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08/14/07 | by [mail] | Categories: faith/skepticism

Until recently it has bee commonly thought (again, even among scholars) that oral cultures could be counted on to preserve their traditions reliably, that people in such societies were diligent in remembering what they heard and could reproduce it accurately when asked about it. This, however, is another myth that has been exploded by recent studies of literacy. We have now come to see that people in oral cultures typically do not share the modern concern for preserving traditions intact, and do not repeat them exactly the same way every time. On the contrary, the concern for verbal accuracy has been instilled in us by the phenomenon of mass literacy itself; since anyone now can check to see if a fact has been remembered correctly (by looking it up), we have developed a sense that traditions ought to remain invariable and unchanged. In most oral societies, however, traditions are understood to be malleable; that is, they are supposed to be changed and made relevant to the new situations in which they are cited.

(The New Testament: A Historical Introduction to the Early Christian Writings, 45)



I like Ehrman and I fondly remember his interview on the Colbert Report some months ago. I also remember watching a video of him at the UU Church I attended in CC, TX.

Bear in mind he is an agnostic. He has a lot to offer in regards to textual criticism and I respect him a great deal.

My questions then are what exactly do you consider good and accurate history then? Anything that is of relative certainty? I have a habit of leaning on some basic apologetics but do realize it’s a bit more (far more) complicated than just that. Historical documents as well as archaeological finds so on and so forth seem to give us a certain amount of relative certainty… as with anything else.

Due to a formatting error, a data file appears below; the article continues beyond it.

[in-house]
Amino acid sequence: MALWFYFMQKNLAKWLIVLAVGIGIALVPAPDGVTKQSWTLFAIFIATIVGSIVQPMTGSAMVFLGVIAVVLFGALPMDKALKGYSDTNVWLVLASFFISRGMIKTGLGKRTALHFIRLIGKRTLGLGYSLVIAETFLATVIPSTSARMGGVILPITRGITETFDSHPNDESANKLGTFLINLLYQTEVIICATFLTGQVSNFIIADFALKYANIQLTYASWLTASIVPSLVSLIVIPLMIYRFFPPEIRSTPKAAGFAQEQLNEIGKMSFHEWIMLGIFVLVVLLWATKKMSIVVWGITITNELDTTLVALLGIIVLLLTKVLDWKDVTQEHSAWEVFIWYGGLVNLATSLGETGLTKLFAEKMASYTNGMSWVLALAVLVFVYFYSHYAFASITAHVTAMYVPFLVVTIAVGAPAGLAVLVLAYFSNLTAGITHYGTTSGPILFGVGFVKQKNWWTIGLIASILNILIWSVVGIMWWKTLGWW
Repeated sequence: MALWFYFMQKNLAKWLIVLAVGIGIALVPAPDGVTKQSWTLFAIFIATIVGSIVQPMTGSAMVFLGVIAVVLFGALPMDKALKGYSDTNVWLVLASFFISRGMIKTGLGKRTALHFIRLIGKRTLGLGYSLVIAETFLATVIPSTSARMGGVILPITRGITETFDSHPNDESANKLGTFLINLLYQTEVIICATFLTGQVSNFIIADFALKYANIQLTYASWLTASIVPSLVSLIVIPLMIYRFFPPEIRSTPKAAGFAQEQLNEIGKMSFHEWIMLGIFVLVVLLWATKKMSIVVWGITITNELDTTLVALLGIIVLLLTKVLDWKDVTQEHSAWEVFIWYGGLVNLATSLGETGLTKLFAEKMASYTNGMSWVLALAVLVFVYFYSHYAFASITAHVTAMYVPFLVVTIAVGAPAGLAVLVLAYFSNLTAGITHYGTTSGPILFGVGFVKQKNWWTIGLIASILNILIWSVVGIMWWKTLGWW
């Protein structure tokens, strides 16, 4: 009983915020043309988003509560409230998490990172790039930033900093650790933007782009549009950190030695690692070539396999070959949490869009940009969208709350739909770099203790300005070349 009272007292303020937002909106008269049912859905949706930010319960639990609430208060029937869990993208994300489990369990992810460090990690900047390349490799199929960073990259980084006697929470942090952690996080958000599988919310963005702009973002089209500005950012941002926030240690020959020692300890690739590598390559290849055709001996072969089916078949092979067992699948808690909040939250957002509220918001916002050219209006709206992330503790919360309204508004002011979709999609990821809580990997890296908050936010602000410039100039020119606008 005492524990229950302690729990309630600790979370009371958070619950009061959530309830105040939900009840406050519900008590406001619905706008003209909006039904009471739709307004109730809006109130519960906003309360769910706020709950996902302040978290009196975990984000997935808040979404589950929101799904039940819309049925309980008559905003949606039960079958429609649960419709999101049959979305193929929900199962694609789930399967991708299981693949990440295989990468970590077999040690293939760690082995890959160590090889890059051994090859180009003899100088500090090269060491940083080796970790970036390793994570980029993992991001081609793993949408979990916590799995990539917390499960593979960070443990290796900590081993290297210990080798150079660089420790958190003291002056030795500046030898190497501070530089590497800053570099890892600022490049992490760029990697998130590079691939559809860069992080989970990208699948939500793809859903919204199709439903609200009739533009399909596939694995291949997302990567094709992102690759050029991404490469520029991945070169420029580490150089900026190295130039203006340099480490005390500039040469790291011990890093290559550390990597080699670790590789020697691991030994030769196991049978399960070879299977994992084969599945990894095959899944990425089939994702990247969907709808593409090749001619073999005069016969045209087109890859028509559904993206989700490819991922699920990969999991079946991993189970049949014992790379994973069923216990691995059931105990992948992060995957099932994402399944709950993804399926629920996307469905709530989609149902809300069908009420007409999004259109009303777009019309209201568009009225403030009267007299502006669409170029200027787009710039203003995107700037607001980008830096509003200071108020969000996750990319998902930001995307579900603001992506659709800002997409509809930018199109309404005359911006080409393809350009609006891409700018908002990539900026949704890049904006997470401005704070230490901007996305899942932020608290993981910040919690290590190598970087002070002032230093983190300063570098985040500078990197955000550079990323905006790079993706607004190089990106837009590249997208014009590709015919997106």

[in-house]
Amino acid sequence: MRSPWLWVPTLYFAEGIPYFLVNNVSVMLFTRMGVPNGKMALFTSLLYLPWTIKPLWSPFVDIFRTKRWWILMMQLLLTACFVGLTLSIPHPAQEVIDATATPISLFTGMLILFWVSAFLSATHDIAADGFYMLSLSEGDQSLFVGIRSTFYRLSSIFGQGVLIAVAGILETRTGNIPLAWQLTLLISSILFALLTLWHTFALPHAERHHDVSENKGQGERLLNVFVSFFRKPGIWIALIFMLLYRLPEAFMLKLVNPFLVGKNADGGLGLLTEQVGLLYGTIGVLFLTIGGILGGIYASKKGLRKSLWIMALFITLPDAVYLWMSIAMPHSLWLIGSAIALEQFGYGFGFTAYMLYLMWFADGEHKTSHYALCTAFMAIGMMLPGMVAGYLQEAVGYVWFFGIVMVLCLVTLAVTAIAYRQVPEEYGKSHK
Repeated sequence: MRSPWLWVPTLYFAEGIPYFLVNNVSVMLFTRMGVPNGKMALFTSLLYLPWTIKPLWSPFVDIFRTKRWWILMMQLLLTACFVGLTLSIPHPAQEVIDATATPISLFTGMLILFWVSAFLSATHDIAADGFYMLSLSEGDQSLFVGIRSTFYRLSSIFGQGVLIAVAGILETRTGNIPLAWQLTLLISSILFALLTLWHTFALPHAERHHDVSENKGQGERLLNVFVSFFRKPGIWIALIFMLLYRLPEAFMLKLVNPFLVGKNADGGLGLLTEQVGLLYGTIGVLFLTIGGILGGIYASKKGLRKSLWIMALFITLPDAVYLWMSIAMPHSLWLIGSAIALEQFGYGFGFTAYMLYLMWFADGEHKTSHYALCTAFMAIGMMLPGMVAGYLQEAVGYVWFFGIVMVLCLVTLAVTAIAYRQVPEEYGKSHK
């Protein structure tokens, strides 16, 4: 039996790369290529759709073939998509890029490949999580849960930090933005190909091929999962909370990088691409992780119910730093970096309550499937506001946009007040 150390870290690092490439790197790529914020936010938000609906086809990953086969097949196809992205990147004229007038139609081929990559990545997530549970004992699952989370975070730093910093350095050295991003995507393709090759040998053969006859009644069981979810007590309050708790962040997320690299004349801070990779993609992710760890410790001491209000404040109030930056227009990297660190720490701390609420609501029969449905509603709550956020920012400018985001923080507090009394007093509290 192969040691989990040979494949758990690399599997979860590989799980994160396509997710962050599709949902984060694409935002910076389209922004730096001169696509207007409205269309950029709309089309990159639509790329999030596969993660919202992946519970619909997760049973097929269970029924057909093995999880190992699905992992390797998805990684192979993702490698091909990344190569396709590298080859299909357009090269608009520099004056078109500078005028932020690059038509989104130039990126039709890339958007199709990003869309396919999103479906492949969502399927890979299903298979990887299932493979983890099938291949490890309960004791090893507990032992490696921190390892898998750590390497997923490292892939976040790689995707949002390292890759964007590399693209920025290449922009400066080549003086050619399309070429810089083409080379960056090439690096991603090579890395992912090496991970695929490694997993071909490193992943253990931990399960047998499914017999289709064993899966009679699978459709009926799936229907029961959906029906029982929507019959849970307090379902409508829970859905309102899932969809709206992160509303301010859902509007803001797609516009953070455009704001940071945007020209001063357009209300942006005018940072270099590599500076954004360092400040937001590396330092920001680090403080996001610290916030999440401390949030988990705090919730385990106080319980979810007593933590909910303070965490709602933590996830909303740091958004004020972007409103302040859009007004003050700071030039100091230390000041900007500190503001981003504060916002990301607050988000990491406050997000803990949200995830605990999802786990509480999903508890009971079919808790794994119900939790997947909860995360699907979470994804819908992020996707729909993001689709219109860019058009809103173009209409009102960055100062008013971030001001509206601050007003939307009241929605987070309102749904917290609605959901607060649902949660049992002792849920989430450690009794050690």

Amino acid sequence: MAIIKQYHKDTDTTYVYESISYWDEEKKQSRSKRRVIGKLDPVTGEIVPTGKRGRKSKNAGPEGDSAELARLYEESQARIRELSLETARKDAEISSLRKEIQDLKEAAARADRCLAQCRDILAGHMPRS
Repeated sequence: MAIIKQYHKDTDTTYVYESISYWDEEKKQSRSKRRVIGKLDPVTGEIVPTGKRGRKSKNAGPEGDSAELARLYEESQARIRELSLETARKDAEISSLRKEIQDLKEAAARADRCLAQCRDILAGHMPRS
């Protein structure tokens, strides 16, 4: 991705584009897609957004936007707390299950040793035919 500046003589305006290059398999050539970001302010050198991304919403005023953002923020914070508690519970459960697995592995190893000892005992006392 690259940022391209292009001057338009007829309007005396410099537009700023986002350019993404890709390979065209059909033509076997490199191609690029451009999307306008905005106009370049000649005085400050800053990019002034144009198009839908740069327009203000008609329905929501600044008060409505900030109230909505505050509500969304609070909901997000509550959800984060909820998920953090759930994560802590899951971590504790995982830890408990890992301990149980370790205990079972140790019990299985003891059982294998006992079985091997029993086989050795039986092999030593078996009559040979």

“Orality” (sometimes to be understood as a status quo) exists in far more than just xianity, religion but politics and even science imho. I think all of these can learn a great deal from each other.

[Member]08/15/07 @ 01:26

I’m not completely sure I disagree with Ehrman in his assessment of orality, but I would also question whether he has the experience/scholarship to make any definitive claims about the subject. Orality is its own field in literary/folklore studies, and I’m not sure he’s in any way considered an oral tradition scholar.

Walter Ong’s Orality and Literacy is the foundational text on the subject. He wouldn’t claim oral tradition ensures verbal accuracy (in the verbatim sense), I don’t think. He does make the interesting point, however, that once a culture understands literacy, it actually thinks about things differently (even if individual members of the culture are not literate). What this means, I think, is that since 1st century Jews were far more literate than many in Palestine (a carpenter in Israel, might, for example, have attained the ability to read from the scroll of Isaiah kept in the temple), a literate (rather than oral) consciousness probably pervaded the culture where Jesus lived. Literate notions about textual preservation may have pervaded their thinking (these notions are certainly reflected in the warning in Revelation that changing one word in the book is cause for damnation and in Jesus’s claim that “not a iota will be canceled from the law").

The early Christian tradition is probably founded on both writings and orality. Eusebius notes that Mark wanted to preserve Peter’s oral teaching, so there is certainly a sense in which the story is being passed on orally (although maybe with the values of a literate culture–Mark doesn’t “learn” the story after all, but writes it down).

Also, although the claim that some make that oral tradition ensures a verbatim delivery of a story are erroneous, oral tradition should not be completely discounted as a means of record keeping. Embellishment is certainly a feature of oral tradition just as improvisation is a part of jazz. Both, though, do retain at least some of essential nodes of the narrative line or else the story becomes unrecognizable. Now, this does not imply anything about the initial accuracy/factuality of the story, but it does mean the telling of a story in 65 AD might not be (in essence) that different from its telling 30+ years before. Word for word faithfulness to the original cannot be expected (and indeed, we don’t often get that between the texts of the Gospels). But the essential nodes may well have been accurately preserved.

Doug [Visitor]  08/15/07 @ 06:52
[Member]  http://www.brendoman.com/08/15/07 @ 07:27

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